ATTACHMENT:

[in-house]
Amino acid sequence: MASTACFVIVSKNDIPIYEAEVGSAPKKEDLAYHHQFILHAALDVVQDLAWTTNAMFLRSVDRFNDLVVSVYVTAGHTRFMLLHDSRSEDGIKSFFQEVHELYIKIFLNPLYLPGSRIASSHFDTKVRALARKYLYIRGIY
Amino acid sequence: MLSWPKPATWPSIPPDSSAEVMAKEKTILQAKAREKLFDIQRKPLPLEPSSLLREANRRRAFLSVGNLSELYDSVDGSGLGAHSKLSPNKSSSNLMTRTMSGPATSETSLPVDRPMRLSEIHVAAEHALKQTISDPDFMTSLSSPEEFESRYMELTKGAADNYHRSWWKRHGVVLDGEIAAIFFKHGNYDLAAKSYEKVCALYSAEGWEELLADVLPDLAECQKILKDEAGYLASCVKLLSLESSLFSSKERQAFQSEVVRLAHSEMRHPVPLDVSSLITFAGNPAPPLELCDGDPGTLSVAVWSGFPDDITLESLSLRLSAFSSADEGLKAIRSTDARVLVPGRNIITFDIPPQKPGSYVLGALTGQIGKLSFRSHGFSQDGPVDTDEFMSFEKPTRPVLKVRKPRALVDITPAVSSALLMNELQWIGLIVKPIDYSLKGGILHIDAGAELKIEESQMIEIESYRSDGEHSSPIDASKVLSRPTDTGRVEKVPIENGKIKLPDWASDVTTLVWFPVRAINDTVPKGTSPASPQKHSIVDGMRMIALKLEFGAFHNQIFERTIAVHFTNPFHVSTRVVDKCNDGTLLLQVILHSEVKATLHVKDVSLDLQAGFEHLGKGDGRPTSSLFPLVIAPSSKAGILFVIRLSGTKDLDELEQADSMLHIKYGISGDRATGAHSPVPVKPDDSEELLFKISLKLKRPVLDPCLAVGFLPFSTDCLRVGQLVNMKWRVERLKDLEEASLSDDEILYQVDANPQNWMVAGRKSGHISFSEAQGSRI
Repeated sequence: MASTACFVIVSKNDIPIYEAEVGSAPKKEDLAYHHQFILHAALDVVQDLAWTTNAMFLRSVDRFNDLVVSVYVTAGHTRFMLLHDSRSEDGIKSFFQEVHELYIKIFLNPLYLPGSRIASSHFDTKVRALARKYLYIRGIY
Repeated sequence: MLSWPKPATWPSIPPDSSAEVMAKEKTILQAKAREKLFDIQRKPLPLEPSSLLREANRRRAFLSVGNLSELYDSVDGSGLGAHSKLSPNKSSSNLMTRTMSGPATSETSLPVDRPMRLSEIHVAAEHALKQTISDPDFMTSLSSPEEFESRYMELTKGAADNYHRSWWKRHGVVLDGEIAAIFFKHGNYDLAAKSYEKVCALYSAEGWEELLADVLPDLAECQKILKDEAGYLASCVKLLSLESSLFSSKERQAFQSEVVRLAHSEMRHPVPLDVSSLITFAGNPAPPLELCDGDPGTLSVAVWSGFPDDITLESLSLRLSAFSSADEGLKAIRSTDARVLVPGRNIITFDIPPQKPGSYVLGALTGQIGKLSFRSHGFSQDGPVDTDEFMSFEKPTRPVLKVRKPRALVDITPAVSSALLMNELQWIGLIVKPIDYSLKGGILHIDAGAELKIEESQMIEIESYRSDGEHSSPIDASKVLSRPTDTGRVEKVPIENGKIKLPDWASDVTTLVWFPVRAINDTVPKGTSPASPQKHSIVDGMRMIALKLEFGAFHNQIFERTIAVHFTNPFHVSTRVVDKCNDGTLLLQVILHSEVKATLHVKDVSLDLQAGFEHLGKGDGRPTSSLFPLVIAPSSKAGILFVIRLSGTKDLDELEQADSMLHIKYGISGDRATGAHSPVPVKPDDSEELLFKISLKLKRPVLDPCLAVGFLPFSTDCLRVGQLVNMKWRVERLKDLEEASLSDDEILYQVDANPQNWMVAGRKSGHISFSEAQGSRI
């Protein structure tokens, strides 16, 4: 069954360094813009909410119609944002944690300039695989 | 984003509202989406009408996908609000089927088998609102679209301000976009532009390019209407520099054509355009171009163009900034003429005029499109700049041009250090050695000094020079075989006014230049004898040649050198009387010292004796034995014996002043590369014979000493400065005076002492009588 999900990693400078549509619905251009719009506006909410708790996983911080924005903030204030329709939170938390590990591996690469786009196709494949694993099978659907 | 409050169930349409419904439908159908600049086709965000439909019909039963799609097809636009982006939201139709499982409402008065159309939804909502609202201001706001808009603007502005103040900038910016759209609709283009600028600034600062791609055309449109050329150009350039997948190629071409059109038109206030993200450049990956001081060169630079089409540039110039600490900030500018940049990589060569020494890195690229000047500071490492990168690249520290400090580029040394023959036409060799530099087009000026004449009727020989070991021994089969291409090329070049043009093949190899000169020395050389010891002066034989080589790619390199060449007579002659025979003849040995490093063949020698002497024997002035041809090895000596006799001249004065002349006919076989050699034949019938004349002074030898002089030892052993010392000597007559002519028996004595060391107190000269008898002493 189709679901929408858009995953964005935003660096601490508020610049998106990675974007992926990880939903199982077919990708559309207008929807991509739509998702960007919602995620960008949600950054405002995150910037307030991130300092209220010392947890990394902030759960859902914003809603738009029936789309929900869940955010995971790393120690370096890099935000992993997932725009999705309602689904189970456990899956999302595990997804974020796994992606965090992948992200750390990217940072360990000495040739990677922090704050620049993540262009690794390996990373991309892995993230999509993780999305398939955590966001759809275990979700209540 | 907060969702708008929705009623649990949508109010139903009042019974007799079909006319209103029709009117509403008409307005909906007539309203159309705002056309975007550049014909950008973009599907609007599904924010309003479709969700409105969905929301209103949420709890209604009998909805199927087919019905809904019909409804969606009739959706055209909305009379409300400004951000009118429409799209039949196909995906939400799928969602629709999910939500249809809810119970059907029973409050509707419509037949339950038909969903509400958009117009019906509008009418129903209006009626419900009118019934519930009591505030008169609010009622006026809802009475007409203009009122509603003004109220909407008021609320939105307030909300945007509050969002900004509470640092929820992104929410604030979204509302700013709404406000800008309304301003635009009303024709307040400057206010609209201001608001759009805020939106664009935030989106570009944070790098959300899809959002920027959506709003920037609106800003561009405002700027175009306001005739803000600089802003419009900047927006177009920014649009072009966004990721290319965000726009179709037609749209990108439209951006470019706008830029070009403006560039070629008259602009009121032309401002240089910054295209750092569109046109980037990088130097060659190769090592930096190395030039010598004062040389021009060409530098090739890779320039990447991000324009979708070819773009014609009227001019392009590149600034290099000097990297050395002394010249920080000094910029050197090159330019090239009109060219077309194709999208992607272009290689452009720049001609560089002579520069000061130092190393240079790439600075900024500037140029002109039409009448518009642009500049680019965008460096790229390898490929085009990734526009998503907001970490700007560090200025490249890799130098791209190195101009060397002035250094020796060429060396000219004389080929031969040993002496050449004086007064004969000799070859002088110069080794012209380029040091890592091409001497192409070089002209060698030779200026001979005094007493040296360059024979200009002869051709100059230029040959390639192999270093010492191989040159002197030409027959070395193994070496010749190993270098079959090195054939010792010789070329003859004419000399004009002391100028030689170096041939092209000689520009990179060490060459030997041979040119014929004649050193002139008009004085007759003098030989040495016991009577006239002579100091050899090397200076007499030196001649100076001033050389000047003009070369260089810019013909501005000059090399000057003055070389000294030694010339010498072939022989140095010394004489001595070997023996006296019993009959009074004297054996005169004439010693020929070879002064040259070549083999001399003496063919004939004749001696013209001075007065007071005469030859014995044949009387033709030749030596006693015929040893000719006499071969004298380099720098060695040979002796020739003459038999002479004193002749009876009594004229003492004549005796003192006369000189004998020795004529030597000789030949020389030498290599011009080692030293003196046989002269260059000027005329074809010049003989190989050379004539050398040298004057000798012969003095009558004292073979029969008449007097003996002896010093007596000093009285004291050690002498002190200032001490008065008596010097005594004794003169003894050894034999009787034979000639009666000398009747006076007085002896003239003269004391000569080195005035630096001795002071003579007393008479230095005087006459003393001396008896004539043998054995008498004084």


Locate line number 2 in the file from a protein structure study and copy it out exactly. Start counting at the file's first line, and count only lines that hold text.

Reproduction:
Amino acid sequence: MASTACFVIVSKNDIPIYEAEVGSAPKKEDLAYHHQFILHAALDVVQDLAWTTNAMFLRSVDRFNDLVVSVYVTAGHTRFMLLHDSRSEDGIKSFFQEVHELYIKIFLNPLYLPGSRIASSHFDTKVRALARKYLYIRGIY